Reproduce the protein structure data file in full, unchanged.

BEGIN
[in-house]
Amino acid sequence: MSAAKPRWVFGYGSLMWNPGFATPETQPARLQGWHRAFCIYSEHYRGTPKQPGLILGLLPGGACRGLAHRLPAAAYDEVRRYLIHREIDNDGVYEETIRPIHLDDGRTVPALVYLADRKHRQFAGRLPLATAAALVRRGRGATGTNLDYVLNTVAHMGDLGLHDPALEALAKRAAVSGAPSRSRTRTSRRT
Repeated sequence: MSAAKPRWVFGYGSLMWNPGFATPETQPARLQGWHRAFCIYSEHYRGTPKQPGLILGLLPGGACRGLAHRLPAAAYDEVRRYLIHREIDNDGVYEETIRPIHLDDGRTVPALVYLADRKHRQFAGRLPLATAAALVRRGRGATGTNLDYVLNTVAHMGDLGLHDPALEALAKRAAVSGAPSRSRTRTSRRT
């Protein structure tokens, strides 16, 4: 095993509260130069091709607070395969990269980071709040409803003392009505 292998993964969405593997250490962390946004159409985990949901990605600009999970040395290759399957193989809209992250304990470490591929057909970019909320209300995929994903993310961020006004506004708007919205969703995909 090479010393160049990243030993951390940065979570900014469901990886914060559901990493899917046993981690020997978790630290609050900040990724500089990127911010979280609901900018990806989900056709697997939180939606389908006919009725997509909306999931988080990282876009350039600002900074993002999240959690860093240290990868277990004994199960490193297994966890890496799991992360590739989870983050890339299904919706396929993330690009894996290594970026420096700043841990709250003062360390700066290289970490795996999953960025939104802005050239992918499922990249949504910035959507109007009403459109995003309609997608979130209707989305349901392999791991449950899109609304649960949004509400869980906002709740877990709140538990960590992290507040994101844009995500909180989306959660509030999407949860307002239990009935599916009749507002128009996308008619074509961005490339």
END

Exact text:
[in-house]
Amino acid sequence: MSAAKPRWVFGYGSLMWNPGFATPETQPARLQGWHRAFCIYSEHYRGTPKQPGLILGLLPGGACRGLAHRLPAAAYDEVRRYLIHREIDNDGVYEETIRPIHLDDGRTVPALVYLADRKHRQFAGRLPLATAAALVRRGRGATGTNLDYVLNTVAHMGDLGLHDPALEALAKRAAVSGAPSRSRTRTSRRT
Repeated sequence: MSAAKPRWVFGYGSLMWNPGFATPETQPARLQGWHRAFCIYSEHYRGTPKQPGLILGLLPGGACRGLAHRLPAAAYDEVRRYLIHREIDNDGVYEETIRPIHLDDGRTVPALVYLADRKHRQFAGRLPLATAAALVRRGRGATGTNLDYVLNTVAHMGDLGLHDPALEALAKRAAVSGAPSRSRTRTSRRT
């Protein structure tokens, strides 16, 4: 095993509260130069091709607070395969990269980071709040409803003392009505 292998993964969405593997250490962390946004159409985990949901990605600009999970040395290759399957193989809209992250304990470490591929057909970019909320209300995929994903993310961020006004506004708007919205969703995909 090479010393160049990243030993951390940065979570900014469901990886914060559901990493899917046993981690020997978790630290609050900040990724500089990127911010979280609901900018990806989900056709697997939180939606389908006919009725997509909306999931988080990282876009350039600002900074993002999240959690860093240290990868277990004994199960490193297994966890890496799991992360590739989870983050890339299904919706396929993330690009894996290594970026420096700043841990709250003062360390700066290289970490795996999953960025939104802005050239992918499922990249949504910035959507109007009403459109995003309609997608979130209707989305349901392999791991449950899109609304649960949004509400869980906002709740877990709140538990960590992290507040994101844009995500909180989306959660509030999407949860307002239990009935599916009749507002128009996308008619074509961005490339």